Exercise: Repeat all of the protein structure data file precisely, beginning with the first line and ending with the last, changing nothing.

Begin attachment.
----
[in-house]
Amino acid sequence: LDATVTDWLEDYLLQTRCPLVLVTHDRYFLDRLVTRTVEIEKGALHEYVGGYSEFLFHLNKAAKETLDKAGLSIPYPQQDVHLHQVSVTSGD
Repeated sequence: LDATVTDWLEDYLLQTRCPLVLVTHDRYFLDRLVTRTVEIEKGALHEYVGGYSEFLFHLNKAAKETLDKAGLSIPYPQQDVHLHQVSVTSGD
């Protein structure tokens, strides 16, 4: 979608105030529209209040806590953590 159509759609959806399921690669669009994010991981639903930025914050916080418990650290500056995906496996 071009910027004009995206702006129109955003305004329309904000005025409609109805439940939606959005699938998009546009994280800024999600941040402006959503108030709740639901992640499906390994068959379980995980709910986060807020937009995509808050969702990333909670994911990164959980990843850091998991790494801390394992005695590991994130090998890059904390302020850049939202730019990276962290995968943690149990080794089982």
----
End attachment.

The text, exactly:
[in-house]
Amino acid sequence: LDATVTDWLEDYLLQTRCPLVLVTHDRYFLDRLVTRTVEIEKGALHEYVGGYSEFLFHLNKAAKETLDKAGLSIPYPQQDVHLHQVSVTSGD
Repeated sequence: LDATVTDWLEDYLLQTRCPLVLVTHDRYFLDRLVTRTVEIEKGALHEYVGGYSEFLFHLNKAAKETLDKAGLSIPYPQQDVHLHQVSVTSGD
């Protein structure tokens, strides 16, 4: 979608105030529209209040806590953590 159509759609959806399921690669669009994010991981639903930025914050916080418990650290500056995906496996 071009910027004009995206702006129109955003305004329309904000005025409609109805439940939606959005699938998009546009994280800024999600941040402006959503108030709740639901992640499906390994068959379980995980709910986060807020937009995509808050969702990333909670994911990164959980990843850091998991790494801390394992005695590991994130090998890059904390302020850049939202730019990276962290995968943690149990080794089982």